Using WGCNA, we sought to identify gene modules that are associated with the Immune score. Among the eight modules, the MEblue was highly correlated with the Immune score (R2 = 0.975), Stromal score (R2 = 0.538), Estimate score (R2 = 0.885), TMB (R2 = 0.043). MEgreen module showed a higher correlation with Stromal score (R2 = 0.887; Fig.4A). Since the Immune score impacts the survival time of patients (Fig.1G), we identified 388 genes that were overlapped with WGCNA analysis and the high Immune score group (Fig.4B). To postulate the underlying mechanism for the upregulation of these identified genes, we first used the STRING tool to perform a functional analysis of the PPI network, and applied the MCODE plugin in Cytoscape to obtain the two most significant modules. The first MCODE module contains 53 genes, including almost all the established immune checkpoint genes, for example, CD274, PDCD1, CTLA4 and LAG3, etc. (Fig.4C). Intriguingly, many of the immune checkpoint genes predict a better prognosis for breast cancer (supplementary Fig.2), providing a molecular explanation for the limited effects of targeting immune checkpoint in treatment of breast cancer.
To identify more attractive prognostic targets in immune microenvironment, we performed a survival analysis for these 388 genes and found that a total of 101 genes showed a statistical difference in patient survival (supplementary Fig.3). We observed that only one particular gene named FPR3 predicts poor prognosis under higher expression, which was included in MCODE module 2 (Fig.4D). To evaluate if FPR3 is an independent prognostic factor in immune microenvironment, multivariate Cox analysis was used to analyze the hazard ratio (HR) of FPR3 and some known immune checkpoints (Fig.4E). The known six immune checkpoints don’t influence the survival rate of patients (Fig.4E). Only FPR3 falls to the right of the invalid line (hazard ratio > 1), which means that the higher the FPR3 expression, the worse the patient's prognosis. The results above demonstrated that FPR3 may represent an independent risk factor for breast cancer.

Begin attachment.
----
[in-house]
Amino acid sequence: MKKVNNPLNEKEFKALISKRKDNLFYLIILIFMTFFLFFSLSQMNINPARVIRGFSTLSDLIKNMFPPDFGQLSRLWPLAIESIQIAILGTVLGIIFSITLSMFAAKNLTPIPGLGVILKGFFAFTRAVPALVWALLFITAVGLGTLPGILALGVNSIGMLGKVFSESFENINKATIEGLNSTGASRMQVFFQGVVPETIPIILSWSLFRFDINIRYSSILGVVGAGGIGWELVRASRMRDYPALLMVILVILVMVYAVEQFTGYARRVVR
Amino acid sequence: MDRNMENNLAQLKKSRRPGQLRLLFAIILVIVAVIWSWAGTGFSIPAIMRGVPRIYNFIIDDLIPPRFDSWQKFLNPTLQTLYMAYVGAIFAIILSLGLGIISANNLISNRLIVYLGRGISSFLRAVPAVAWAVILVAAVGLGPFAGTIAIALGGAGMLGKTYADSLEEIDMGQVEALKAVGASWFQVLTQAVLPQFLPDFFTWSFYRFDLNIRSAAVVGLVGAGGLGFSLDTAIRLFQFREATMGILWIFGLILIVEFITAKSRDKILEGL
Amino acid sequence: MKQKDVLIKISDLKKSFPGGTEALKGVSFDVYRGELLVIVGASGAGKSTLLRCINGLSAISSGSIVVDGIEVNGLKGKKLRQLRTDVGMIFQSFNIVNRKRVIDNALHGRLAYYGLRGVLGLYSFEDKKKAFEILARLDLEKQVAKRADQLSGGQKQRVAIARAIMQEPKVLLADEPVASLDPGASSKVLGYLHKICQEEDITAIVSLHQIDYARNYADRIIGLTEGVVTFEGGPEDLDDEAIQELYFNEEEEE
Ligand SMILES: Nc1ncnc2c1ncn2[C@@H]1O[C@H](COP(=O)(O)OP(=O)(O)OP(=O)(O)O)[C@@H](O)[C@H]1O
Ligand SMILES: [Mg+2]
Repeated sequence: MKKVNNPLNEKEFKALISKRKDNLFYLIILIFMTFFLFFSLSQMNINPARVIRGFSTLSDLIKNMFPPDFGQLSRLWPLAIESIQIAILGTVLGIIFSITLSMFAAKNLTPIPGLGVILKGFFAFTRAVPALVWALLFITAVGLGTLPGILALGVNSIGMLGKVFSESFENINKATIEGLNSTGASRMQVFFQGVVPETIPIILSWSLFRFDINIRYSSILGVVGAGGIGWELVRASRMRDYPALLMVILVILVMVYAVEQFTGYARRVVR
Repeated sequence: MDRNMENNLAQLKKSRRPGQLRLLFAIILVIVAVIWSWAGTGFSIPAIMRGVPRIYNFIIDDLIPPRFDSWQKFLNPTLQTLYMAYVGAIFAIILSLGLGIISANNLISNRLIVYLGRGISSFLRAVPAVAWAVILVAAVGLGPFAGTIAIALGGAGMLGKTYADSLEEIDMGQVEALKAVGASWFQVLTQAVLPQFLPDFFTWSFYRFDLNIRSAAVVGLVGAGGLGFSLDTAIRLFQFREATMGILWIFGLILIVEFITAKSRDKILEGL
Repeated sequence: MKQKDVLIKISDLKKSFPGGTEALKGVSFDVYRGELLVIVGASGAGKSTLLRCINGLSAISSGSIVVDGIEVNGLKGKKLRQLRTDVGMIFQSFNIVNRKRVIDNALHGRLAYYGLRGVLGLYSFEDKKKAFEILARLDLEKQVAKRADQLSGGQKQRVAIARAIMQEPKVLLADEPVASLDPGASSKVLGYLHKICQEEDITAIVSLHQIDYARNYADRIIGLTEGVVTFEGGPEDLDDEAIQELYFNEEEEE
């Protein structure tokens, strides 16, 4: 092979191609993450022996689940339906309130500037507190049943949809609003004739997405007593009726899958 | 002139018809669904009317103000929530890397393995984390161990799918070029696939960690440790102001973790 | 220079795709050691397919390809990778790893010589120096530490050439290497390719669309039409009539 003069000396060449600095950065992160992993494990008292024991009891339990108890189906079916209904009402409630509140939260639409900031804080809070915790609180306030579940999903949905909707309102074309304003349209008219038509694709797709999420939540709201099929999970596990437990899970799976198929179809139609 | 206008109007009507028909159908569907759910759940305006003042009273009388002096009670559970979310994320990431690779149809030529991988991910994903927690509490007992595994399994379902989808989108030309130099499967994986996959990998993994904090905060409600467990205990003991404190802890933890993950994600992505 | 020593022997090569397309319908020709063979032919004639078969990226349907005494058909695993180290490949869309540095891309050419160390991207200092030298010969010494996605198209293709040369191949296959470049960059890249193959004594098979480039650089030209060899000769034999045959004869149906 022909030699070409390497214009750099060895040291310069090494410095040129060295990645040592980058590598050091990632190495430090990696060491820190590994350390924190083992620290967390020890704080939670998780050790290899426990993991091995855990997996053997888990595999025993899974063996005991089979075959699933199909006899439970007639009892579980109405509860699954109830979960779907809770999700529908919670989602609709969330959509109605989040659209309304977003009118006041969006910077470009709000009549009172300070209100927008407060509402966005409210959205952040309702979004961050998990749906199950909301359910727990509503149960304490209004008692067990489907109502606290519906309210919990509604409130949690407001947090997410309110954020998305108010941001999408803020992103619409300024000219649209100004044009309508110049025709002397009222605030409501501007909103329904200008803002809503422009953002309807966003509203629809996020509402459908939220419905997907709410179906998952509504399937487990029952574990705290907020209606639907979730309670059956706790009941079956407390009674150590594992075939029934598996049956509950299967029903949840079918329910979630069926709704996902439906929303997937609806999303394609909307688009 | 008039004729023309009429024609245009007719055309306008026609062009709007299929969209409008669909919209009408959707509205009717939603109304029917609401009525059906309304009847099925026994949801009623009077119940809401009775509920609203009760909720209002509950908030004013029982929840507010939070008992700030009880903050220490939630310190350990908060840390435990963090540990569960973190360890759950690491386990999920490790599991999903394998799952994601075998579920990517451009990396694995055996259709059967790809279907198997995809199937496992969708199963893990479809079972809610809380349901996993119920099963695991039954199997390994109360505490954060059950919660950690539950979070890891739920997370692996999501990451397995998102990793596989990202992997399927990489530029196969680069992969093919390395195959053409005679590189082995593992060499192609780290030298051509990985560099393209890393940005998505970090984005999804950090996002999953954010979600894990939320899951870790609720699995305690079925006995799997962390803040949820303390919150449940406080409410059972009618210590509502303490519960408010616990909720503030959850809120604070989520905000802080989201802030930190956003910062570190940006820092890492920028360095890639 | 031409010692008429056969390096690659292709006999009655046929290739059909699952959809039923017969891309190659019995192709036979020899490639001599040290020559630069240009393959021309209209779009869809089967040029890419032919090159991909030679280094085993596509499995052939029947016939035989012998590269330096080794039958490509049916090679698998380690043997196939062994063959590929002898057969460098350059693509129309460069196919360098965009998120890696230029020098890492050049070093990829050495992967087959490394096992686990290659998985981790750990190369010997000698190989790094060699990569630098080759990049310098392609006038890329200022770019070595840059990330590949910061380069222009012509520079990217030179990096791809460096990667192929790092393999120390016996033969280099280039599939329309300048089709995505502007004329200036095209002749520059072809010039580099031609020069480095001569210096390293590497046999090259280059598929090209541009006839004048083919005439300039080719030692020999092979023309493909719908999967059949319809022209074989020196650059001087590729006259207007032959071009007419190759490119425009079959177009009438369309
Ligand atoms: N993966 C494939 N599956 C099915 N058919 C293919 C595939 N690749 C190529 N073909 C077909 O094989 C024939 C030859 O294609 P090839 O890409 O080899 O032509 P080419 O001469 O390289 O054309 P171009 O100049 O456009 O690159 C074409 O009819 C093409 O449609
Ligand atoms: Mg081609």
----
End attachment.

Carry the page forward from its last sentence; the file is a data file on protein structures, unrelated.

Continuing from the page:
Furthermore, we analyzed the functions of genes in module 2 using gene enrichment approach. A total of 46 genes are involved in leukocyte differentiation, immune response-activating cell surface receptor signaling pathway and positive regulation of cell activation (Fig.5A), with their molecular functions relating to protein tyrosine kinase activity, peptide binding and amide binding (Fig.5B). These genes are predicted to localize to the plasma membrane (Fig.5C) and required for Th1 and Th2 cell differentiation, Th17 cell differentiation and Epstein-Barr virus infection, as indicated by KEGG pathway (Fig.5D). These results indicate that FPR3, as a component of module 2, may cooperate with other partners in immune-based biological pathways.
FPR3 expression in breast cancer and the pathways enrichment determined by GSEA
We used TIMER to evaluate the expression of FPR3 in pan-cancer. As displayed in Fig.6A, FPR3 is highly expressed in a variety of cancers including diverse breast cancer subtypes, COAD cancer and HNSC cancer. As shown in both Oncomine and GEPIA database, the expression of FPR3 in breast cancer is significantly higher than the adjacent normal tissue (Fig.6B, C). The kaplan-Meier survival curve shows that the expression of FPR3 in breast cancer is negatively related to the survival of patients (Fig.6D). These data indicate that inhibiting FPR3 expression may be useful as an intervention strategy.
To reveal the functional role of FPR3, GSEA (gene set enrichment analysis) was used to analyze the gene expression matrix acquired from TCGA. The samples were divided into high and low expression groups according to the median expression level of FPR3. Top two enriched pathways in high expression group of FPR3 were “pathways in cancer” (Fig.7A) and “cytokine-cytokine receptor interaction” (Fig.7B), implying that FPR3 upregulation may lead to alterations in cancer-related pathways and cytokine-based immune regulations. We also performed a correlation analysis of FPR3 expression on the GSEA-enriched pathways. In the “pathways in cancer”, PIK3R5, SPI1, and CSF1R are most relevant to FPR3 expression (Fig.7A1-A3). In the “cytokine-cytokine receptor interaction pathway”, the most relevant genes to FPR3 expression are CCR1, IL10, and IL10RA (Fig.7B1-B3). FPR3 may directly or indirectly cooperate with these genes in promoting tumorigenesis. For instance, high correlation of FPR3 with PIK3R5 implies FPR3 may promote tumorigenesis through the PIK3R5-mediated G-protein coupled receptor activation . As annotated in the “pathways in cancer”, high FPR3 expression actually associates with various pathways that promote tumorigenesis and development, such as VEGF signaling pathway, MAPK signaling pathway and PI3K-AKT signaling pathway. Due to FPRs belong to the classic chemotactic GPCR subfamily, we propose that FPR3 is involved in the G protein receptor coupled pathway to promote carcinogenesis, as shown in the schematic diagram (Fig.7C). Through unknown ligands, FPR3 may regulate breast tumorigenesis through G-protein coupled PI3K or MAPK signaling cascades, participating in a series of oncogenic processes, such as enhanced proliferation, sustained angiogenesis and apoptosis evasion.